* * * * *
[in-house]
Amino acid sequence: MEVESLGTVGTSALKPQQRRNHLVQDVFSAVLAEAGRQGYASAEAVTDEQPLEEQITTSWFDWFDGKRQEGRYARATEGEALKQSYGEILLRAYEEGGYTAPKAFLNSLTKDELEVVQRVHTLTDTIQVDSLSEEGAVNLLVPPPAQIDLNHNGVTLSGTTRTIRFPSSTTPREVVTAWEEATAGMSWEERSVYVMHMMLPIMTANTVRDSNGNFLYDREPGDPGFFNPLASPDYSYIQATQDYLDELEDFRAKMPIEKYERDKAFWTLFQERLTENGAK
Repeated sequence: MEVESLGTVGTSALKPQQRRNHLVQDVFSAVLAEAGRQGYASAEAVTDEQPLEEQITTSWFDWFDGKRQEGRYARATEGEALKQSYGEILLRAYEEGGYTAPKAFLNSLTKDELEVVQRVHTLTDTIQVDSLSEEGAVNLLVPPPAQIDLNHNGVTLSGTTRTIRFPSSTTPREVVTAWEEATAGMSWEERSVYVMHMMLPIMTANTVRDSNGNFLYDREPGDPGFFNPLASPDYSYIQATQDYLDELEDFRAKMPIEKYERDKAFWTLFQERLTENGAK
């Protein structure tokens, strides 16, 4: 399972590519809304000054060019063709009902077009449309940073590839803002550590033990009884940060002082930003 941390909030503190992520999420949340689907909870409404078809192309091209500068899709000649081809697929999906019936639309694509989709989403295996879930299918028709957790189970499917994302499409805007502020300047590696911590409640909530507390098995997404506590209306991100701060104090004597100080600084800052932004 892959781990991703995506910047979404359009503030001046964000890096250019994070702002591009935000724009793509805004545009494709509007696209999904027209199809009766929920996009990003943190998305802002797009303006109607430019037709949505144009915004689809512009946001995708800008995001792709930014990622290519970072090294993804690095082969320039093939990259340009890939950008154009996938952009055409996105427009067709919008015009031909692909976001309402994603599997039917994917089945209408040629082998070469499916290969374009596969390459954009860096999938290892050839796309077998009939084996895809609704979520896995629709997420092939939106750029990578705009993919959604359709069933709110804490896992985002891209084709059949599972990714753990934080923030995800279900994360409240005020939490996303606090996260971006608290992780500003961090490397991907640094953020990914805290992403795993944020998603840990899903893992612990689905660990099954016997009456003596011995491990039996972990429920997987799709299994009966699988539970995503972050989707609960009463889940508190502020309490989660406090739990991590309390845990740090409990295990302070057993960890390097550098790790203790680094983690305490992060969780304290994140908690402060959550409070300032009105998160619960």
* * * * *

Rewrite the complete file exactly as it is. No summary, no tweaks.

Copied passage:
[in-house]
Amino acid sequence: MEVESLGTVGTSALKPQQRRNHLVQDVFSAVLAEAGRQGYASAEAVTDEQPLEEQITTSWFDWFDGKRQEGRYARATEGEALKQSYGEILLRAYEEGGYTAPKAFLNSLTKDELEVVQRVHTLTDTIQVDSLSEEGAVNLLVPPPAQIDLNHNGVTLSGTTRTIRFPSSTTPREVVTAWEEATAGMSWEERSVYVMHMMLPIMTANTVRDSNGNFLYDREPGDPGFFNPLASPDYSYIQATQDYLDELEDFRAKMPIEKYERDKAFWTLFQERLTENGAK
Repeated sequence: MEVESLGTVGTSALKPQQRRNHLVQDVFSAVLAEAGRQGYASAEAVTDEQPLEEQITTSWFDWFDGKRQEGRYARATEGEALKQSYGEILLRAYEEGGYTAPKAFLNSLTKDELEVVQRVHTLTDTIQVDSLSEEGAVNLLVPPPAQIDLNHNGVTLSGTTRTIRFPSSTTPREVVTAWEEATAGMSWEERSVYVMHMMLPIMTANTVRDSNGNFLYDREPGDPGFFNPLASPDYSYIQATQDYLDELEDFRAKMPIEKYERDKAFWTLFQERLTENGAK
């Protein structure tokens, strides 16, 4: 399972590519809304000054060019063709009902077009449309940073590839803002550590033990009884940060002082930003 941390909030503190992520999420949340689907909870409404078809192309091209500068899709000649081809697929999906019936639309694509989709989403295996879930299918028709957790189970499917994302499409805007502020300047590696911590409640909530507390098995997404506590209306991100701060104090004597100080600084800052932004 892959781990991703995506910047979404359009503030001046964000890096250019994070702002591009935000724009793509805004545009494709509007696209999904027209199809009766929920996009990003943190998305802002797009303006109607430019037709949505144009915004689809512009946001995708800008995001792709930014990622290519970072090294993804690095082969320039093939990259340009890939950008154009996938952009055409996105427009067709919008015009031909692909976001309402994603599997039917994917089945209408040629082998070469499916290969374009596969390459954009860096999938290892050839796309077998009939084996895809609704979520896995629709997420092939939106750029990578705009993919959604359709069933709110804490896992985002891209084709059949599972990714753990934080923030995800279900994360409240005020939490996303606090996260971006608290992780500003961090490397991907640094953020990914805290992403795993944020998603840990899903893992612990689905660990099954016997009456003596011995491990039996972990429920997987799709299994009966699988539970995503972050989707609960009463889940508190502020309490989660406090739990991590309390845990740090409990295990302070057993960890390097550098790790203790680094983690305490992060969780304290994140908690402060959550409070300032009105998160619960």